Initial Inflammatory Response and Innate Immunity

The first response to microbial invasion, the initial inflammatory response (formerly called the acute-phase response), acts to promote phagocytosis and microbial killing and to activate the immune system.8 Sentry cells detect pathogens, immediately triggering inflammation. This innate immune response is not dependent on prior exposure to the pathogen. The initial inflammatory response factors, mainly produced in the liver, activate many cell types to synthesize and to release cytokines, chemokines, and “trigger molecules” that kill the invading organism.3

This response delivers humoral and cellular immune components to sites of inflammation and initiates antibody responses. Cytokines, platelet-activating factor, and hormone-like proteins, including interferons, are secreted from various immune cells and play important roles in mediation of this response.9 These cytokines result in migration and adhesion of polymorphonuclear leukocytes and monocytes to sites of bacterial invasion. These cells release granules of substances that mediate vasodilation and increased vascular permeability, leading to edema, warmth, and redness, but also allow both phagocytic cells and humoral components to be concentrated at the site of infection.

A family of distinct transmembrane proteins, called Toll-like receptors, are found on many cell types, including macrophages, neutrophils, dendritic cells, mucosal epithelial cells, and endothelial cells. They recognize molecular patterns associated with microorganisms even in the absence of prior exposure, alert the host to the presence of the infectious agent and rapidly initiate a cascade of processes to activate innate immune responses, and help bridge innate and adaptive immune responses.3,6

Adaptive (Microbe-Specific) Immunity

Humoral Immunity

Immunoglobulins.: IgM is the first immunoglobulin to appear in response to a new antigen. Although it has less affinity at binding antigens than IgG does, IgM provides some recognition of antigens and begins B-cell proliferation before the subsequent development of IgG.10 IgM is detectable earlier in serum than IgG and serves as a marker for a patient’s early response to acute infection.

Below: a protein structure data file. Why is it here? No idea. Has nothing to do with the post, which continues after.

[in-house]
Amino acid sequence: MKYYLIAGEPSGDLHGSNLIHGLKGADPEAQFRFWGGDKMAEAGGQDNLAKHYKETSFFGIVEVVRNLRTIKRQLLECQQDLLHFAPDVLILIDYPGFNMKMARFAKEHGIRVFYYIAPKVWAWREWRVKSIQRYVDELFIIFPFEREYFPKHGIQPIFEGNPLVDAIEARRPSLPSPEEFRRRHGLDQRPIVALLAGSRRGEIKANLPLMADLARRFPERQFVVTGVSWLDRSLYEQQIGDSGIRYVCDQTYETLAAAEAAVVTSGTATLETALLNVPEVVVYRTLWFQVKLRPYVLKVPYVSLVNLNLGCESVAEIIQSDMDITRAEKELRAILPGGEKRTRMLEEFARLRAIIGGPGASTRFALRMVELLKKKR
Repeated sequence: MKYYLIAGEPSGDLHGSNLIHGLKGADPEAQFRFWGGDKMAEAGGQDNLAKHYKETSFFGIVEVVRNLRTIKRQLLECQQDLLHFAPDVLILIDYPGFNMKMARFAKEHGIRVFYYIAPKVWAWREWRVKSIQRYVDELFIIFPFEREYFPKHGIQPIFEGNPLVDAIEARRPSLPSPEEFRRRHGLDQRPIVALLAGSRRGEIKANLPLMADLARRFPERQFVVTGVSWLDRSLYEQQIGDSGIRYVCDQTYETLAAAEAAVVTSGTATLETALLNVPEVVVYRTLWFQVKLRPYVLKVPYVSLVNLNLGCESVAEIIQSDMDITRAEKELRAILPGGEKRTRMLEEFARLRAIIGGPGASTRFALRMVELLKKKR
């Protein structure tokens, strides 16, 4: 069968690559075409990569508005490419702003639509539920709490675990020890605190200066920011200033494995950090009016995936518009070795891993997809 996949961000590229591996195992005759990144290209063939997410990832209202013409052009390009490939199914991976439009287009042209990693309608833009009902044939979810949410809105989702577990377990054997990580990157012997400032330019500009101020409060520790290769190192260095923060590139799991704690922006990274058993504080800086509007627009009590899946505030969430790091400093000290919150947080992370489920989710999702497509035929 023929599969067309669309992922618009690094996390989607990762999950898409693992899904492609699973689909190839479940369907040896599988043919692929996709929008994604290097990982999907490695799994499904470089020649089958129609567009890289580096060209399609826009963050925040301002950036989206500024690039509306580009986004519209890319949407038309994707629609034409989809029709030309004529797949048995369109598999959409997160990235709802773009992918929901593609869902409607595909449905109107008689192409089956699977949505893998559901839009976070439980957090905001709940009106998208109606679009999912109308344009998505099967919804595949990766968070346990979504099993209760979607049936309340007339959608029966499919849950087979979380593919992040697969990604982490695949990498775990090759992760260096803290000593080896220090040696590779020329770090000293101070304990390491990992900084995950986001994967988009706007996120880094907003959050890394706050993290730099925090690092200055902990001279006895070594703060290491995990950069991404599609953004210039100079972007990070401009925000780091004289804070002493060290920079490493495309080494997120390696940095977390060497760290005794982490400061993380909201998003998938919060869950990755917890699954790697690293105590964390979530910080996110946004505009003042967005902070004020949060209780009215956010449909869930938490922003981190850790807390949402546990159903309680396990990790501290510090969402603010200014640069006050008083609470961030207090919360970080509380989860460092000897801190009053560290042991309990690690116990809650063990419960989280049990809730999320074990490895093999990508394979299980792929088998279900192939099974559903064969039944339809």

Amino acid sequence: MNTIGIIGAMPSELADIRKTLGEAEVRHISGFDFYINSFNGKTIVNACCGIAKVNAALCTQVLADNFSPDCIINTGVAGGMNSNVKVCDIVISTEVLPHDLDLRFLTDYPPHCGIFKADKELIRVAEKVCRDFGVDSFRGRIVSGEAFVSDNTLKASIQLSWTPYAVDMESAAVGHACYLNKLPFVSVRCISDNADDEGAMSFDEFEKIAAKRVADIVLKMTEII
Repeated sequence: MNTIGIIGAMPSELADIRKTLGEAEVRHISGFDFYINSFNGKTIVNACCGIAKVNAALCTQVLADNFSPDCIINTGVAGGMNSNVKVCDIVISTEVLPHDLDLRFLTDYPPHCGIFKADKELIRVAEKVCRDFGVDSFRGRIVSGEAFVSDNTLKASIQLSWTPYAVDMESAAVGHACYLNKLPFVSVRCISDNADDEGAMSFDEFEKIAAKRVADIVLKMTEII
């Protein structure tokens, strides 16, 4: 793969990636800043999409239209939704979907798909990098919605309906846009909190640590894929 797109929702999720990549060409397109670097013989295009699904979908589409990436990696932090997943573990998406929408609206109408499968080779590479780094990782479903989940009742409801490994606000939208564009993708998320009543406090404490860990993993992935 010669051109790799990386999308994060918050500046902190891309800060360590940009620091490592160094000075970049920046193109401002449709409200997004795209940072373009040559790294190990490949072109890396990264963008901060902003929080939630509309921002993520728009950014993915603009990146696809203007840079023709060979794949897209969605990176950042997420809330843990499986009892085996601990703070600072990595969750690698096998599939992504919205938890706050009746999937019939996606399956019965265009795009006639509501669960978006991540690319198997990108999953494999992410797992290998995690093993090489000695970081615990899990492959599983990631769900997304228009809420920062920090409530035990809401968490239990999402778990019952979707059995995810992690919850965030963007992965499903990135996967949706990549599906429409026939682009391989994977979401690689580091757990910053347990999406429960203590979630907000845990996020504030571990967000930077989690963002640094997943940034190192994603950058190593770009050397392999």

Secretory IgA is the predominant immunoglobulin present in gastrointestinal fluids, nasal and oral secretions, tears, and other mucous fluids. IgA inhibits cell adherence of viral, bacterial, and protozoan pathogens and therefore prevents invasion by organisms through the respiratory or gastrointestinal tract.10

IgE, which is expressed in high concentration on the surface of mast cells and basophils, is responsible for immediate-type hypersensitivity responses. Mast cells and IgE are important in defense against helminthic pathogens.

IgG, which accounts for 75% of the total immunoglobulin mass, is widely distributed in tissues. It crosses the placenta and provides fetal immunity during the first 6 months of life. Congenital or acquired deficiencies of IgG lead to infection with encapsulated organisms because the predominant subtype (IgG2) has affinity for the dense polysaccharides of bacterial cell capsules, such as those of Streptococcus pneumoniae and H. influenzae.

Complement.: The complement cascade, consisting of a complex interaction of 30 proteins, is another crucial component of humoral response. Complement is important in producing inflammation and leukocytosis and in recruiting leukocytes to sites of infection by production of chemoattractants. Complement also neutralizes viruses, enhances opsonization of bacteria, and produces bacterial cell wall and membrane lysis.